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Abu Dhabi, UAEThursday 20 September 2018

Don't miss these five art shows happening in the UAE

We round-up five cool cultural events to check out around the Emirates

Zak Ove, Earth, 2017. Courtesy Lawrie Shabibi and Zak Ove
Zak Ove, Earth, 2017. Courtesy Lawrie Shabibi and Zak Ove

There are a number of shows and exhibitions across the emirates. If you’re wondering which ones you should check out, here’s our top five list.

1) Zak Ove

The first show in the UAE by the British-Trinidadian artist Ove, (above Earth, 2017), seems predicated on the motto “go big or go home”. Enormous, colourful faces are composed of car parts – the bonnet of the car becomes the bridge of a nose – while Edo-influenced sculptures sit within rockets, as if readying for take-off. Ove, who is based in London, draws from a variety of strands of black culture: Afro-futurism and the music of George Clinton, as well as African and Trinidadian motifs, and he does not shy from controversy. Black dolls wearing the Stars And Stripes stand watch in the show as well, in this terrific riot of colour, celebration, and moral conscience.

At Lawrie Shabibi, Alserkal Avenue, Dubai, until June

2) Zineb Sedira

In 2002, Sedira made a video work with three television monitors, each showing a side of a woman’s face: that of her and her mother, her mother and her daughter, and her daughter and herself, like a demonstration of a chain of whispers. The work, Mother Tongue, was about language, and showed the three separate languages each pair use to communicate with each other: French, Arabic, and English, reflecting the vicissitudes of language and country that affected Sedira’s own family over three generations.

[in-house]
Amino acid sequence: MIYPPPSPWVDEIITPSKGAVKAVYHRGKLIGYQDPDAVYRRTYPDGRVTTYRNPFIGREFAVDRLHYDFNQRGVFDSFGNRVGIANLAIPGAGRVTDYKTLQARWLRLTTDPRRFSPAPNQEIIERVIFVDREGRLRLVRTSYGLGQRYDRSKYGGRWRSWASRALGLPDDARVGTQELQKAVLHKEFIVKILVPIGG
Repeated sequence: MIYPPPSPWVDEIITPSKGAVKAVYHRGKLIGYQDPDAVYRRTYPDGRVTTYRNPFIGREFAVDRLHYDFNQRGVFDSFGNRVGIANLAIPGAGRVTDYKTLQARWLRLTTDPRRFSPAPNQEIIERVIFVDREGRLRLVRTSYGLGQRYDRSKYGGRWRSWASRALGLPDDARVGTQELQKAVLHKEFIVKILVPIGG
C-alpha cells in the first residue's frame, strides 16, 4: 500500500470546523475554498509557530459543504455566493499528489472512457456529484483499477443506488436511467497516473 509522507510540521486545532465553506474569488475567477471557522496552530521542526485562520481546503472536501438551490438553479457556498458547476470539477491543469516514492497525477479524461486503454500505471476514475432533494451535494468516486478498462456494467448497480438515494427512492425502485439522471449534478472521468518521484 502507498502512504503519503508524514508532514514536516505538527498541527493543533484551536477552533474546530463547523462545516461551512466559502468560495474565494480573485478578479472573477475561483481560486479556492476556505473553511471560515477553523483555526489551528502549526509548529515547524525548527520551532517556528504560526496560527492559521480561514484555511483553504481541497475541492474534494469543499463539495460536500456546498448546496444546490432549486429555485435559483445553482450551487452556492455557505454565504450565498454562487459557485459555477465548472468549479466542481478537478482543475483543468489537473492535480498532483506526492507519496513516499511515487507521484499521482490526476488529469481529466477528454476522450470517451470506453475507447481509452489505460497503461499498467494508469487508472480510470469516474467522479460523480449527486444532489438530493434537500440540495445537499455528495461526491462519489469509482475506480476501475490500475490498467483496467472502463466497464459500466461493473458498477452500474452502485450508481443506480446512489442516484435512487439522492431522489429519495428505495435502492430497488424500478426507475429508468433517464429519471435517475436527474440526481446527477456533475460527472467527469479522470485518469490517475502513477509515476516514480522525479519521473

The work has become an important document about migration and its lasting effects. It is now in the collection of both Tate in London and the Guggenheim in New York, and is now up as part of a retrospective at Sharjah Art Foundation that shows Sedira’s wide-ranging and sensitive discussions, over the past two decades, on what has become one of the most important topics of the day.

At Sharjah Art Foundation, Sharjah, until June 30

3) Timo Nasseri

Have you ever wondered how letters achieved their form? Why an “m” is like rolling mountains, or an “o” mimics the shape of your mouth as you make it? In a beautiful, original show at the Maraya Art Centre, Nasseri invents four letters, and relates those to the position of the stars. His “mind maps”, images of constellations, and a room made of angled mirrors look at language, mathemathics and thought as a series of forms and shapes. If pictured the right way, the rules that structure them might become visible.

At the Maraya Art Centre, Sharjah, until April 5

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Read more:

Your essential guide to things to do in Abu Dhabi and Al Ain

Your definitive list of things to do in Dubai

The influential female voices shaping the UAE art scene

The five 3D murals set to become permanent fixtures at Dubai's La Mer

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4) Tahar Ben Jelloun at La Galerie Nationale

The Moroccan writer has his first show of artwork in the Middle East. Well-known for his novels The Sand Child and The Sacred Night – for which he won the Prix Goncourt in 1987, Ben Jalloun began drawing and painting in 2010: Matisse-like canvases of bright paint that build on folk motifs and the bright colours of the Sun and Earth in his native Tangiers.

At La Galerie Nationale, Alserkal Avenue, Dubai, until September 15

5) Permanent Temporariness

'Permanent Temporariness' at NYUAD, questions the 'temporary' status of refugees, which in many cases proves permanent. Khushnum Bhandari / The National
Khushnum Bhandari / The National

Co-curators Bana Kattan and Salwa Mikdadi were determined that the work of the artist duo they curated for the show at the New York University Abu Dhabi Art Gallery – Sandi Hilal and Alessandro Petti – not simply remain inside the gallery, below. Hilal and Petti use principles of art and architecture to communicate emotions in ways that strict story-telling or reportage cannot. In this show, they offer a first glimpse at a retrospective of their experiments through the years, as well as a chance for their work to take its rightful home beyond gallery confines and among the lives of the students and faculty at NYUAD. A calligrapher sits in the library transcribing the histories of Palestinian refugees – oral tales that might not be recorded otherwise, and which are honoured by the means of writing them – and a tent-like one they installed as a social centre in a Palestine camp gives welcome shade at the far, sea-end of the campus.

At NYUAD Art Gallery, Abu Dhabi, until June 9

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